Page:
Transport for London (TfL) will be making its scheme on the A10 Bishopsgate permanent to help more people walk, cycle and use public transport, amid data suggesting that the scheme has led to faster bus journey times and thousands of safer cycle journeys each day.
In August 2020, TfL introduced a series of temporary changes along the road in response to the pandemic, which were designed to make it safer and easier for people to walk, cycle and use public transport. The changes implemented included new restrictions on vehicles using the road on weekdays between 0700 and 1900 to ensure that there was enough room for people to cycle on the road safely. Wider footways were also constructed along the corridor to ensure social distancing and a number of banned turns were introduced along the road.
TfL data suggests that the changes have played a vital role in supporting sustainable travel along the corridor. Data shows that the performance of buses on the Bishopsgate corridor has significantly improved since the changes were introduced, with bus journey times on the corridor two minutes per km faster northbound and one and a half minutes per km faster southbound. TfL data also demonstrates that very high numbers of people are using the Bishopsgate scheme to cycle, with monitoring so far showing an average of 7,500 people cycling on Bishopsgate per day since the changes were introduced, which is up from around 5,700 in 2019. Numbers have peaked at 9,000 cyclists on some days. Provisional safety data also shows a reduction in overall collisions. Enabling more people to walk, cycle and use public transport is essential to a healthier and more sustainable city for all Londoners and TfL remains committed to its Vision Zero goal of eliminating death and serious injury on the transport network.
Last year, TfL launched a public consultation into the future of the scheme on the A10 Bishopsgate and if it should be made permanent and received more than 2,150 responses. Enabling more people to use healthier and more sustainable forms of travel is vital to reducing congestion and air pollution.
The decision to make the changes permanent will be followed by short-term upgrades to improve the streetscape, as well as further safety and public realm improvements in future years.
Helen Cansick, TfL’s Head of Healthy Streets Investment, said: “We’re determined to ensure that people can walk and cycle safely across the capital and our data suggests that the changes we’ve made along Bishopsgate have played an important role in promoting healthy and sustainable ways of travelling in London. As a result of our bold changes here, it has become much safer for vulnerable road users, and bus journey times have reduced.”
Will Norman, London’s Walking and Cycling Commissioner, said: “These changes at Bishopsgate have made a huge difference to the way people travel through the area, which is why I’m delighted they’ll now be made permanent. The area has become safer for both pedestrians and cyclists, and bus journey times have reduced thanks to the new vehicle restrictions on the road. Schemes like this support our aim to continue building a safer, greener and fairer Londoner for everyone.”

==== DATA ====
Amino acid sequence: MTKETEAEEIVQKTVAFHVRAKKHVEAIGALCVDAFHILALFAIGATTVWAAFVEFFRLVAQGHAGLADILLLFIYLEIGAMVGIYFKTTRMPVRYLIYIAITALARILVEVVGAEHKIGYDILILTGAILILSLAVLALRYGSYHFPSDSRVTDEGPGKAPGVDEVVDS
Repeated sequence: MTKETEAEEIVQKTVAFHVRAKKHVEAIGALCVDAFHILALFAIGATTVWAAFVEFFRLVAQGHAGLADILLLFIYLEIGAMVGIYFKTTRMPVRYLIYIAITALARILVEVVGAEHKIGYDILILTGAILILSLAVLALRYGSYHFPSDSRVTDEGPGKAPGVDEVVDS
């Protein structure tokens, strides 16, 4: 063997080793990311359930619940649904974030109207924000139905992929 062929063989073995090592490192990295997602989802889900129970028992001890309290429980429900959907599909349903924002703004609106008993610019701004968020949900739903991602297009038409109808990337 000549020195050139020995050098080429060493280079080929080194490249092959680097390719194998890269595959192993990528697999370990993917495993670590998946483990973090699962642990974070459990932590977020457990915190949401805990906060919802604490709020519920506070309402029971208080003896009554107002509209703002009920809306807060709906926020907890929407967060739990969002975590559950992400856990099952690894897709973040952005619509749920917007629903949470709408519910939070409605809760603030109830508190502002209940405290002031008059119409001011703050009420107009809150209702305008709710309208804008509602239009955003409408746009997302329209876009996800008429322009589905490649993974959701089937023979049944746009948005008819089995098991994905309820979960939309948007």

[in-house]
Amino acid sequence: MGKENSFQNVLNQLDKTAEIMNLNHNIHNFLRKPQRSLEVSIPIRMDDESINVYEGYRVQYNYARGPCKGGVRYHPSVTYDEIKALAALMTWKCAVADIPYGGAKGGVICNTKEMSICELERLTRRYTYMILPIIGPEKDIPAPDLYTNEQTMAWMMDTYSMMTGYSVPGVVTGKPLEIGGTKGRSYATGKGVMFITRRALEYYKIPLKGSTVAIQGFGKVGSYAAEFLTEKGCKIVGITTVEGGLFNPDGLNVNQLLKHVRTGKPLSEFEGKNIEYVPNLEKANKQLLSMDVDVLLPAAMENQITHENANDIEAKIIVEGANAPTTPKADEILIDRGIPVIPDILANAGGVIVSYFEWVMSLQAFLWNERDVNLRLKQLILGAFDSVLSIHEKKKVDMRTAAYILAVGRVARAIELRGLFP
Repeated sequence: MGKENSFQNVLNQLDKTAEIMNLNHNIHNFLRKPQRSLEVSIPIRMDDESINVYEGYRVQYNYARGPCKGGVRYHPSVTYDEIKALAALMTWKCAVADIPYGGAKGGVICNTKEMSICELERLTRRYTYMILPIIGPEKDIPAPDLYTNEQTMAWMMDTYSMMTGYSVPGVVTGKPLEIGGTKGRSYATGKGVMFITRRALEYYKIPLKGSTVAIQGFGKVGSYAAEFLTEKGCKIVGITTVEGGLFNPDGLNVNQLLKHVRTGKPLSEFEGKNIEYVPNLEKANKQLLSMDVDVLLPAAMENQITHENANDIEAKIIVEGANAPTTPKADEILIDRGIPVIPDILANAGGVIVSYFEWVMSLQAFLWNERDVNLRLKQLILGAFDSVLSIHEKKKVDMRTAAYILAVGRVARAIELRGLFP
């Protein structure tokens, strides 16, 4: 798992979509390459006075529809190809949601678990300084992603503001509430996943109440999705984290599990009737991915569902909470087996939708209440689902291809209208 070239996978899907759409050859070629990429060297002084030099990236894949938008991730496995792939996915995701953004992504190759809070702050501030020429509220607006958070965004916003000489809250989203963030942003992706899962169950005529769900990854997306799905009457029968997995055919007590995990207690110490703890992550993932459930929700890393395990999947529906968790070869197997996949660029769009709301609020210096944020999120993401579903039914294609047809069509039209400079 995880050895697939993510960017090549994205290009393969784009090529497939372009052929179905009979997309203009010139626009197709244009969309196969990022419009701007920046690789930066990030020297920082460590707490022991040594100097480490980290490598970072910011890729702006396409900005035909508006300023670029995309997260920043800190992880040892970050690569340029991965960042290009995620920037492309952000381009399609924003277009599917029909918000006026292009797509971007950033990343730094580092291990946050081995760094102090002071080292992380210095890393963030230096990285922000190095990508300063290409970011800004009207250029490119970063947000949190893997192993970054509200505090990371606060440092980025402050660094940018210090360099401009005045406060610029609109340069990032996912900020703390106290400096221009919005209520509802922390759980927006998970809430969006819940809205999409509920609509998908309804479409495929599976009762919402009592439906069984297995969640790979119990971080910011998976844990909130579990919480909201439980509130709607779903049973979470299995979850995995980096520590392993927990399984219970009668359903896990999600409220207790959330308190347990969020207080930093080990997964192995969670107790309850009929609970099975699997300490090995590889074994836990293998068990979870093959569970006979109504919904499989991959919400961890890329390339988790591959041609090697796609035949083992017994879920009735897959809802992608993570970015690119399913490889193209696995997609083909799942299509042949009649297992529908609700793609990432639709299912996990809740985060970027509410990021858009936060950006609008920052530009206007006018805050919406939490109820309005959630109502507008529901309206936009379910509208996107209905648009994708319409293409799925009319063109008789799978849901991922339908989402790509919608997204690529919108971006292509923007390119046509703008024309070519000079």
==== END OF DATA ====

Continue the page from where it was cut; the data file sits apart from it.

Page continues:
TfL launched a major new cycling action plan last month which set out its commitment to further boost cycling numbers across the capital and ensure that people cycling become more representative of London’s diverse communities. The past two decades have seen huge growth in cycling in the capital, with a 155 per cent increase in the number of daily cycle journeys since 2000. This includes a 13 per cent increase in daily cycle journeys between 2019 and 2022, despite Londoners making fewer trips across all transport modes in 2022 than in 2019.
Meanwhile, TfL and London boroughs have more than tripled the size of the London-wide strategic cycle network, from 90km in 2016 to more than 340km in 2023, meaning that more than one in five Londoners now live near the Cycleway network.
TfL has also committed to further measures to ensure that continued progress is made towards its Vision Zero goal of eliminating death and serious injury on the roads, including developing a pipeline of transformative junction safety improvements. TfL and London Councils recently announced that they are moving forward with plans to improve road safety in London by making changes to London’s pioneering Direct Vision Standard (DVS) based HGV safety permit scheme. Under previously agreed arrangements, from 28 October 2024, Heavy Goods Vehicles (HGV) over 12 tonnes will be required to have a minimum three-star DVS rating or fit a system of updated safety features – the Progressive Safe System – to the vehicle in order to operate in Greater London.
TfL announced last autumn that it will restart work on paused schemes to make the capital’s roads safer and more attractive for those walking and cycling, following vital investment being secured as part of the latest funding agreement with Government. Since April last year, TfL and boroughs have delivered 24km of new or upgraded Cycleways and there are plans to open at least another 40km by March 2024.
TfL has so far reduced danger at 44 junctions across London as part of its Safer Junctions programme, with work at a further two locations set to start later this year. All locations in the Safer Junctions programme had higher-than-average collision rates and this improvement work is a vital part of TfL’s Vision Zero ambition.